Back in Time for Tea

Chapter 4

I’m thinking about Lillian’s question: about whether I felt anything odd, or as she puts it, ‘queer,’ before. I have had my ‘turns’ as we call them at home – funny fainting episodes, where I feel as if the world is turning too fast and I’m about to fall off it. I tell Lillian about them. She looks at me very seriously, as if weighing up my words.

‘And when that happens,’ she asks ‘do you ever hear a strange grinding noise, like farm machinery that needs oiling?’

I am so surprised at this that all I can manage is a whispered, ‘Yes.’ This is exactly what happens! I’m starting to wonder if I’ve been on the brink of time travelling all this time?’ I’ve been having these ‘turns’ for a few months now. I look at Lillian, trying to figure her out, but she has that same, level look she always has. Was June right? Is Lillian one too, a traveller like us? She certainly seems familiar with some of the experiences I’ve had. How come I never met another time traveller before, in my whole life, and now I maybe know two – three, including me.  She’s the oddest six year-old I’ve ever met and now she’s asking me if I ever feel odd.

‘I’m always feeling odd,’ I tell her, ‘so it’s hard to tell.’

It’s true’ I am always feeling odd. Or, rather, I feel normal, but everyone else tells me I’m odd. Think about it: you go through your life doing the things you do and suddenly someone will say, ‘That was weird! Why did you do that?’ Only, it wasn’t weird to you, or you wouldn’t have done it, would you? I suppose what they mean was it was weird to them, but they never say that, do they? I sometimes think I’m the only normal one and everyone else is bonkers! Then again, I’m pretty sure I’m the only person in my class to have ever seen 1942 up close and personal, so maybe I’m wrong about that.

This reminds me of something Gran once said to me, when I told her about the kids at school. ‘Ellie,’ she said, ‘don’t worry so much about fitting in. Some of us just aren’t like the others.’

At the time, I thought that wasn’t very helpful, because nobody seems to appreciate it if you’re different, do they? All, everyone wants is for you to fit in and to stop being such a bother to them. However, now I’m starting to wonder about something I perhaps missed at the time: the second part – the part about, ‘Some of us just aren’t like the others.’ Some of us? Did Gran mean she’s a bit odd too?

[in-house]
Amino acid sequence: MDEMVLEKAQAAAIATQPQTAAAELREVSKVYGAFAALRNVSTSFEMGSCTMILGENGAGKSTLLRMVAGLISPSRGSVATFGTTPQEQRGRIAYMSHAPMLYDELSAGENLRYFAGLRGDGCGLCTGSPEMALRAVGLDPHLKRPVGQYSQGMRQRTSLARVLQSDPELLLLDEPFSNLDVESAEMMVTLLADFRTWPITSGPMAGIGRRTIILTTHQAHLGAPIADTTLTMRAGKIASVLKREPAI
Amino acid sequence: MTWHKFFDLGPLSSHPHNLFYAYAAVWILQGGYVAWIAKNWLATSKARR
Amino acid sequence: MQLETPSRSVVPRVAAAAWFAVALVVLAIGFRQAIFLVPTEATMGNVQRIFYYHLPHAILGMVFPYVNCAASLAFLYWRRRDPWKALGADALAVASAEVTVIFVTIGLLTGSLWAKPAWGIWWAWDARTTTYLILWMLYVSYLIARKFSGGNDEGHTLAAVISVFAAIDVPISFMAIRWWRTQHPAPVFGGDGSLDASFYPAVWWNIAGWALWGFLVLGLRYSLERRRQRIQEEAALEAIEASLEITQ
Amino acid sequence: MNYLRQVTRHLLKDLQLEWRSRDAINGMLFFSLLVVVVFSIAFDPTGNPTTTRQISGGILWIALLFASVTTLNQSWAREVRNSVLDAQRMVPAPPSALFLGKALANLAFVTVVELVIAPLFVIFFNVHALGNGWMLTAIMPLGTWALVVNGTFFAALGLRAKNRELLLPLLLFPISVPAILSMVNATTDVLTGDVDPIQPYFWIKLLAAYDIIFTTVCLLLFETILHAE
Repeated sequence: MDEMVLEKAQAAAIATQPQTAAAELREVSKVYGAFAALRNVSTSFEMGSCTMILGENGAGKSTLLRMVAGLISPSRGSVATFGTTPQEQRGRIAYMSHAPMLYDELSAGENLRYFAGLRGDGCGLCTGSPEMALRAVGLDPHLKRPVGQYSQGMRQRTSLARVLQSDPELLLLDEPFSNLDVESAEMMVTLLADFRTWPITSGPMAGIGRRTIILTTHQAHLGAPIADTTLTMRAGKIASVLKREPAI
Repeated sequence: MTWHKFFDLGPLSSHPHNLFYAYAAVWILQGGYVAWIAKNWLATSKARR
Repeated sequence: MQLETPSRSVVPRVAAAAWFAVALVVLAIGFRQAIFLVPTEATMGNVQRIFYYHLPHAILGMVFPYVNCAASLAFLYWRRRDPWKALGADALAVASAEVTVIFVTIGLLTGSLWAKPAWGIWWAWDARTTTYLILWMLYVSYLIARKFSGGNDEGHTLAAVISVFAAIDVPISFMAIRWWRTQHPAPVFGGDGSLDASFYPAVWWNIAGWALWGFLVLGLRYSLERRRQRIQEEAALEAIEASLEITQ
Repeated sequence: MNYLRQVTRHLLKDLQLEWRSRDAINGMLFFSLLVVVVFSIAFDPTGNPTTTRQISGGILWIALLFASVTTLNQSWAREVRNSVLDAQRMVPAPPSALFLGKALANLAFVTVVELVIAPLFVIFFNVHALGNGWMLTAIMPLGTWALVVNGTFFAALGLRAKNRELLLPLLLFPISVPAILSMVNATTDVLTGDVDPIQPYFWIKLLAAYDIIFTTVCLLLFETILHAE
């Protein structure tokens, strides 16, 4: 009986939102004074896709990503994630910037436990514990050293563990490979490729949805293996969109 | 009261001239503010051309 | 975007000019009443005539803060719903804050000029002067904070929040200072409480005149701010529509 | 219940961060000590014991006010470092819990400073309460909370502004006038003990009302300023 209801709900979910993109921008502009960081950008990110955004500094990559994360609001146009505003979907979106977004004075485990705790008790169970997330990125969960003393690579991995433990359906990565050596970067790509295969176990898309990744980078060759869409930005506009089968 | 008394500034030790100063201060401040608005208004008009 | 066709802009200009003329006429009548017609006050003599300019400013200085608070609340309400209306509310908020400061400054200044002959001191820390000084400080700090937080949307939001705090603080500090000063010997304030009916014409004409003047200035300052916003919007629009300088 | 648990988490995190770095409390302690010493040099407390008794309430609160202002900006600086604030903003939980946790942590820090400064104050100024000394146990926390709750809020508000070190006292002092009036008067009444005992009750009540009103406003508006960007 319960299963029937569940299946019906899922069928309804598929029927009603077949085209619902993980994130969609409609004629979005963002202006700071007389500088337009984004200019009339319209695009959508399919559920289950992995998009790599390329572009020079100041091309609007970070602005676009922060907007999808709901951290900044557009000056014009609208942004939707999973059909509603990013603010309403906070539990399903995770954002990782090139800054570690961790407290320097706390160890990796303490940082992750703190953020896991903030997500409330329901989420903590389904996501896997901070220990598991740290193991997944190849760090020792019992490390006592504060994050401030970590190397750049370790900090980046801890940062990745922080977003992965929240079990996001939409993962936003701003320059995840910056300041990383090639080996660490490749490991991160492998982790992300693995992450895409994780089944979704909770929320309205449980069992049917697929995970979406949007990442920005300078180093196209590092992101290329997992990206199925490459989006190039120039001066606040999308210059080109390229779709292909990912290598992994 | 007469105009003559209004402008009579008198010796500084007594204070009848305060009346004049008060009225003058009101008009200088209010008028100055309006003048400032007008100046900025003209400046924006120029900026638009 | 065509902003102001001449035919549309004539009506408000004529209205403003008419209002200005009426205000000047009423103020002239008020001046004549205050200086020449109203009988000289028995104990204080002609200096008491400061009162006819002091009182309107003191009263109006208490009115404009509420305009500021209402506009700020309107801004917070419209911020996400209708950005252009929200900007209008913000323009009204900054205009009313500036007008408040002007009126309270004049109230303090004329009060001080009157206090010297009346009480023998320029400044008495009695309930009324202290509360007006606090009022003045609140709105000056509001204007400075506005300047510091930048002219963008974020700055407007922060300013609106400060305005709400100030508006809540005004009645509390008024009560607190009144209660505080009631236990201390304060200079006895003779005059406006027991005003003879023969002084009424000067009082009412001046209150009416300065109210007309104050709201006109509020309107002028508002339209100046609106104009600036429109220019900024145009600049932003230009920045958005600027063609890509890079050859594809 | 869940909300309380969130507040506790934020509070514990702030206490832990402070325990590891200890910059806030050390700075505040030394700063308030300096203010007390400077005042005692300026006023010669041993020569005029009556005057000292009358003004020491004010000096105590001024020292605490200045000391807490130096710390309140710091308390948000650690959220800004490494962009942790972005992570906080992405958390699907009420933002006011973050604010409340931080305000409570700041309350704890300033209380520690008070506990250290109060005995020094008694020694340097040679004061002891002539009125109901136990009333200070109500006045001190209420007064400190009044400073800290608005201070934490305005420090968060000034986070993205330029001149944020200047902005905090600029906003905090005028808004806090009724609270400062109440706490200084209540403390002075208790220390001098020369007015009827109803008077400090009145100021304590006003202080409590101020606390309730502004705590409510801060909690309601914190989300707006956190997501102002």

‘Lillian,’ I say, ‘Are you a bit odd?’

‘I don’t know,’ she replies. ‘There’s a war on – everything’s strange.’

Well, she’d got a good point there, I think. I suppose nobody is doing things quite the way they were before the war. Maybe that masks a lot. Maybe being in a war wouldn’t be so bad if you could get away with more. I feel bad for thinking that. I don’t actually wish I was in a war. In fact, right now I’m very much wishing I wasn’t. I’m wishing I was back with Gran; Gran who knows what to do when everyone else doesn’t. Gran who doesn’t treat you like a medical mystery, or a nuisance. Gran who just thinks you need fresh air, good food and some early bedtimes. Gran who makes you feel almost normal, even if you are accidentally using her local park as a springboard to the past.

I’m looking at Lillian now and thinking about Gran, and what she might be doing, while I’m stuck here in a 1940s barn. I wonder if she’s missing me or if she even knows I’ve gone. I try to picture what she might be doing: watering the plants, making my tea, and I can picture her so clearly that I feel suddenly very homesick. ‘Gran,’ I whisper, and in my image of her, she turns around and looks right at me. This makes me feel really odd – kind of giddy and unstable. I can feel the barn start to spin – not fast, but as if it shifts slightly, like the turn of a wheel. There is a grinding noise, as if of gears crunching together and the images in my head start to blend with the images before me. I feel horribly sick and can feel myself falling, as if down a hole. Then everything goes black.

Moments later, I feel myself coming around. I think I might have fainted, but it all seemed so sudden. I open my eyes carefully and squint, as harsh, bright sunlight streams into them. Who opened the barn door, I wonder? There is a voice and someone bending over me, sheltering me a little from the light.

‘Ellie? Ellie, are you all right?’